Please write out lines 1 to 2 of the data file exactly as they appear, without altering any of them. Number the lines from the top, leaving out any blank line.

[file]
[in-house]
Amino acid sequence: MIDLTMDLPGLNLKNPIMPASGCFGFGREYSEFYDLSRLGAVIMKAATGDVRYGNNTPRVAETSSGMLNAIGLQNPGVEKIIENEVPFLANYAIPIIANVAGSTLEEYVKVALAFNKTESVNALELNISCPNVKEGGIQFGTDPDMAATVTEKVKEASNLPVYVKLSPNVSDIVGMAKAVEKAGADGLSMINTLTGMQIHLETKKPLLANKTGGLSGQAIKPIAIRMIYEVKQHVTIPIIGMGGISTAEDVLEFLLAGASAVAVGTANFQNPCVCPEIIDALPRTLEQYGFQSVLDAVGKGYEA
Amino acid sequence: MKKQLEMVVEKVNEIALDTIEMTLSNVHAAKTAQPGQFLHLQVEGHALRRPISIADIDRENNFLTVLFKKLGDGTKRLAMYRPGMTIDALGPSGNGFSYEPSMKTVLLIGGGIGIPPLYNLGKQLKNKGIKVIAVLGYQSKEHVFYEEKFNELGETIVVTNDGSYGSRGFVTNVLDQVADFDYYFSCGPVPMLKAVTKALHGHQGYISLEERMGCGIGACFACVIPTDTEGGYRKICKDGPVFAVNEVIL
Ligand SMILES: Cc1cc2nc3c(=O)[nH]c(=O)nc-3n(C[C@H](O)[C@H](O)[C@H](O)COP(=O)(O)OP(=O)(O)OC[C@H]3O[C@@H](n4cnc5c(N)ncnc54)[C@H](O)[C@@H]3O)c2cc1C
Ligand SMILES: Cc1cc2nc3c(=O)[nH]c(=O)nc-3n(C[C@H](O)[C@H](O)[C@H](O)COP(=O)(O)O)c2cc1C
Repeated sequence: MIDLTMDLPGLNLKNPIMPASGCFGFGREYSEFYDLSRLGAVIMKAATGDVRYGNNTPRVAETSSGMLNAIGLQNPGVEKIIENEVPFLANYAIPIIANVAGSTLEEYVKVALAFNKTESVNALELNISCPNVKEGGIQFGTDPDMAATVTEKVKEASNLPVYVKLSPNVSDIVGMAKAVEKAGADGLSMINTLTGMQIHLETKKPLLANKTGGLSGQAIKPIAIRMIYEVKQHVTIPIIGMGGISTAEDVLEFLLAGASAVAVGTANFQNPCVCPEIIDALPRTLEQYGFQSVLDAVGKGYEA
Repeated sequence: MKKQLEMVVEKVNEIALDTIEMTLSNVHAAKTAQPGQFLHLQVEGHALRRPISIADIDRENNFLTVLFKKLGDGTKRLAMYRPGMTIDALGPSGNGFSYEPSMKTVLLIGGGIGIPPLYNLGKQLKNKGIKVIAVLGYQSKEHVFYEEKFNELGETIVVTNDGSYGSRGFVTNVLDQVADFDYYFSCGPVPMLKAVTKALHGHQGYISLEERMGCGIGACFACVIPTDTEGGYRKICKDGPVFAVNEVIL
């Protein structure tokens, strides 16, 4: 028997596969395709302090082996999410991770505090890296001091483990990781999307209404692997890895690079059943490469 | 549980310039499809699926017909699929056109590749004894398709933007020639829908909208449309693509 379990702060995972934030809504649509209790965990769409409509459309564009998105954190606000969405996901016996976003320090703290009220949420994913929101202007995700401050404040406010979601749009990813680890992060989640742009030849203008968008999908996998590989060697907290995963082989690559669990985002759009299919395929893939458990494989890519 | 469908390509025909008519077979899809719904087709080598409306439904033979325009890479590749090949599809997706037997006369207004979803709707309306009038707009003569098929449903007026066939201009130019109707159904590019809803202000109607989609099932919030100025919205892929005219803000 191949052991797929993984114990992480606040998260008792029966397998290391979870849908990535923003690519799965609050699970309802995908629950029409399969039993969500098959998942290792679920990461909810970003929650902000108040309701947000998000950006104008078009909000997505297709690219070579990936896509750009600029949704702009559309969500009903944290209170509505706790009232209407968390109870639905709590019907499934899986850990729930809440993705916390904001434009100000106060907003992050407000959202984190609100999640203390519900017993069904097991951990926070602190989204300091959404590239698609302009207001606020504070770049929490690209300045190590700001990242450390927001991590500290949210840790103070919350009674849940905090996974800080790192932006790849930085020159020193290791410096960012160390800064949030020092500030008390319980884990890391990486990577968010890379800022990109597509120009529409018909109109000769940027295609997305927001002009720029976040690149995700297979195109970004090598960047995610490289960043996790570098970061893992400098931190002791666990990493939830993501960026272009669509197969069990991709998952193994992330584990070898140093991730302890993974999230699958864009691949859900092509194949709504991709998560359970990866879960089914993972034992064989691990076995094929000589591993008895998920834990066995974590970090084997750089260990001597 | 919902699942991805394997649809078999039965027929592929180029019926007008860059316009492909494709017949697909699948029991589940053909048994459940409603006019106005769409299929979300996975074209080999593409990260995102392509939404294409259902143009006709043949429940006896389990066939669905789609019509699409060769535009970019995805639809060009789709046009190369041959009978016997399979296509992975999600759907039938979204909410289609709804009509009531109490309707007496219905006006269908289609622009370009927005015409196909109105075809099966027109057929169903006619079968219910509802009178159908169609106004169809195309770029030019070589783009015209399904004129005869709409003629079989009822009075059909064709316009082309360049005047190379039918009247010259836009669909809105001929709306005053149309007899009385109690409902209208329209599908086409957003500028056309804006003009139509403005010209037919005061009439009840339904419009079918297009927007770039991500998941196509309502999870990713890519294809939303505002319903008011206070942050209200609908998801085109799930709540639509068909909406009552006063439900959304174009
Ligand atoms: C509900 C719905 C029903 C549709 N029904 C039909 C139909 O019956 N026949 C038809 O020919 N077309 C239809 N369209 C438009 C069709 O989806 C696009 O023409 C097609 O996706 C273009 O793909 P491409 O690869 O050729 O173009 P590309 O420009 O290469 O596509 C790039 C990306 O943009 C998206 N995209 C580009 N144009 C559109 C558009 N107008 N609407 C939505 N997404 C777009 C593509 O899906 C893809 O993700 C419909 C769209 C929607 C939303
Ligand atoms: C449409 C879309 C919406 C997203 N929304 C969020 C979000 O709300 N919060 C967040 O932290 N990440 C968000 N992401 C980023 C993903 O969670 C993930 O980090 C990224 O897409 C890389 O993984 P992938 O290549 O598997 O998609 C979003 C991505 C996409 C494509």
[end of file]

[in-house]
Amino acid sequence: MIDLTMDLPGLNLKNPIMPASGCFGFGREYSEFYDLSRLGAVIMKAATGDVRYGNNTPRVAETSSGMLNAIGLQNPGVEKIIENEVPFLANYAIPIIANVAGSTLEEYVKVALAFNKTESVNALELNISCPNVKEGGIQFGTDPDMAATVTEKVKEASNLPVYVKLSPNVSDIVGMAKAVEKAGADGLSMINTLTGMQIHLETKKPLLANKTGGLSGQAIKPIAIRMIYEVKQHVTIPIIGMGGISTAEDVLEFLLAGASAVAVGTANFQNPCVCPEIIDALPRTLEQYGFQSVLDAVGKGYEA